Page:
The Last Gun: How Changes in the Gun Industry are Killing Americans and What It Will Take to Stop It, by Tom Diaz, The New Press, 336 pages, $18.95 paperback, Release date: January 1, 2015.
Several days after I first opened Tom Diaz' powerful - and absolutely horrifying - book, The Last Gun, a tiny news item caught my eye. The account reported the death of Tulsa, Oklahoma, resident Christa Engels, who had been shot to death by her 3-year-old son. The toddler had apparently discovered the weapon underneath a couch.
It's a sad, but not particularly uncommon, story. In fact, Diaz reports that during the last decade, more than 30,000 US residents a year have died because of guns. "Every year," he notes, "more Americans are killed by guns than people of all nationalities are killed worldwide by terrorist attacks."
You'd think these stark facts would cause our lawmakers and neighbors to say, "Enough." But they haven't. Not Sandy Hook, not Fort Hood, not the mass shootings in Binghamton, New York, at Virginia Tech, or in Tucson, Arizona, or Aurora, Colorado, have led the body politic to stand up to the National Rifle Association [NRA], or the gun manufacturers with which it is aligned, to demand stricter regulations on who can obtain and use firearms.
The Last Gun explains the reasons why gun control has become "the third rail" of US politics and deconstructs why efforts to enact common-sense guidelines continue to fall flat. The book utilizes countless examples. Take the aftermath of the 10-minute-long rampage of US Army Major Nidal M. Hassan in November 2009. Hassan had been stationed in Fort Hood, Texas, and his shooting spree left 13 dead and 32 wounded.
"The Department of Defense appears to have missed the significance of the incredible level of firepower that was easily accessible to Major Hassan," Diaz writes. Instead, following standard operating procedure, after the shooting, then-Secretary of Defense Robert M. Gates appointed several people to "review" the incident. Their conclusions - however listless - noted that the Department of Defense had no policy governing the privately owned weapons of enlistees and suggested that the DoD do an additional review, this time to ascertain the need for regulations to keep track of who owned what. Three months later, Gates authorized all Base Commanders to generate rules to require staff members to report possession of all non-military-issued firearms to superiors.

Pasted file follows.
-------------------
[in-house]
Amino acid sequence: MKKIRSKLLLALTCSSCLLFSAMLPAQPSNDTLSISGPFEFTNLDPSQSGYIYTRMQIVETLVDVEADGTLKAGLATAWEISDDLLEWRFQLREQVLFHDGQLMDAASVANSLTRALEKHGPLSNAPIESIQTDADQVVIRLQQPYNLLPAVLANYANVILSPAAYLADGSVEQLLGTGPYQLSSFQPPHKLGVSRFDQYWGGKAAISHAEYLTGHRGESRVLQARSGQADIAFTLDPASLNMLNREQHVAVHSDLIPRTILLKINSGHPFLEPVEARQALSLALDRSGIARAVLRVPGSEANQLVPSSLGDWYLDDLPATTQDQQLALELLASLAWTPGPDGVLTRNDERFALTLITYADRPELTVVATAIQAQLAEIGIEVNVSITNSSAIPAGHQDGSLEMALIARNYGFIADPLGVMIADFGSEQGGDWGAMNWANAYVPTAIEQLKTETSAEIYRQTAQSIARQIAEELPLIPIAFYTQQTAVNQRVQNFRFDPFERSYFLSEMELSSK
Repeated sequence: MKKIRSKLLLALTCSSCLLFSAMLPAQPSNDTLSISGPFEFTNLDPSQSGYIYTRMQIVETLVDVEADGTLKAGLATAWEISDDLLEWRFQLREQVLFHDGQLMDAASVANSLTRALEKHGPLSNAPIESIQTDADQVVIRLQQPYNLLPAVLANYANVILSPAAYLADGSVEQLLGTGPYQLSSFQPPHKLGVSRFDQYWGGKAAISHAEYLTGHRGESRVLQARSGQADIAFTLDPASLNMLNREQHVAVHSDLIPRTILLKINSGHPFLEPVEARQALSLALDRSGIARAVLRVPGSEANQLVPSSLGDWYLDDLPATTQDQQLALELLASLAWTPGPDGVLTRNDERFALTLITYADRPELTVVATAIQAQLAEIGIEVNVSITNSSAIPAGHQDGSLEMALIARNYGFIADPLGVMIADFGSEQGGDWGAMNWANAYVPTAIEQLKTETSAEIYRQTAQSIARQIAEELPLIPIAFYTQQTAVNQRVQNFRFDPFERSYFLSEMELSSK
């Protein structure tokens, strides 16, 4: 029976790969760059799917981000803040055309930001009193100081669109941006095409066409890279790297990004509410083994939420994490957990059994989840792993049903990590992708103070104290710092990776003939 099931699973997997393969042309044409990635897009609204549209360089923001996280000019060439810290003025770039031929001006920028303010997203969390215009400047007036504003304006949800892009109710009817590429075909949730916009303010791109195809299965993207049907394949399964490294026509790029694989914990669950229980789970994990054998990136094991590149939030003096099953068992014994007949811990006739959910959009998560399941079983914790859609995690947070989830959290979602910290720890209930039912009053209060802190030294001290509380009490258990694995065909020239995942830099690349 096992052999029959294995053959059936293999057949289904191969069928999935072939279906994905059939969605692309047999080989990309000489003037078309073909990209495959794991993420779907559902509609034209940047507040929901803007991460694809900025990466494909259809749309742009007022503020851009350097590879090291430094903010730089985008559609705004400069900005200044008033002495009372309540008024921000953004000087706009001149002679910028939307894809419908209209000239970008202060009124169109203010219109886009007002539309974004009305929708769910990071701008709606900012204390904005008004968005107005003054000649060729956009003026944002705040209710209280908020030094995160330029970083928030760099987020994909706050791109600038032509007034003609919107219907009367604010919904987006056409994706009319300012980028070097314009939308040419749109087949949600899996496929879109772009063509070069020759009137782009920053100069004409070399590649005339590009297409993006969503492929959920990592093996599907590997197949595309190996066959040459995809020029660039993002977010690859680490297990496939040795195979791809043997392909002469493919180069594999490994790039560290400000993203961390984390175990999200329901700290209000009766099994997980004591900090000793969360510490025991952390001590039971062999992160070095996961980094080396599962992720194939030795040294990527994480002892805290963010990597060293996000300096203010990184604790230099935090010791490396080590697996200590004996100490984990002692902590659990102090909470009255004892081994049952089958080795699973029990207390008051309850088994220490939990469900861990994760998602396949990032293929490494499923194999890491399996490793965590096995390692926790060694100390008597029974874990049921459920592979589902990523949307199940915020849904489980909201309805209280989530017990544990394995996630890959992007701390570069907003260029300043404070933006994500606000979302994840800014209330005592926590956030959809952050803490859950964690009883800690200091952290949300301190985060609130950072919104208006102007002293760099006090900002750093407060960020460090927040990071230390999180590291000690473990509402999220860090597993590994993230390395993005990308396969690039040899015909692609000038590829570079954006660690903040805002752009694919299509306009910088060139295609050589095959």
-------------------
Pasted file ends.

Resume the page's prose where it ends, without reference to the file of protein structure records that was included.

The NRA responded quickly, deriding this as an "affront to the Second Amendment" and enlisted Republican Senator Jim Inhofe of Oklahoma to introduce The Service Member Second Amendment Protection Act of 2010. The goal? To "forbid any action by the Defense Department that might affect personal weapons." The bill became law.
In the frenzy to get this legislation passed - thus guaranteeing the right of military service members to amass arsenals of weapons - several big concerns were ignored. For example, Diaz points out that the gun Hassan used, the FN Five-seveN, was a "typical example of military-style weapons that define the market today. There is no mystery in this militarization," he writes. "It is simply a business strategy aimed at survival: Boosting sales and improving the bottom line in a desperate and fading line of commerce. The hard commercial fact is that military-style weapons sell in an increasingly focused civilian gun market. The sporting guns do not."
Yes, you read that correctly - the number of hunters is way down, so gun sellers have had to conjure new audiences for their wares. Among their targets are women and white Americans who are upset about demographic shifts in their homeland.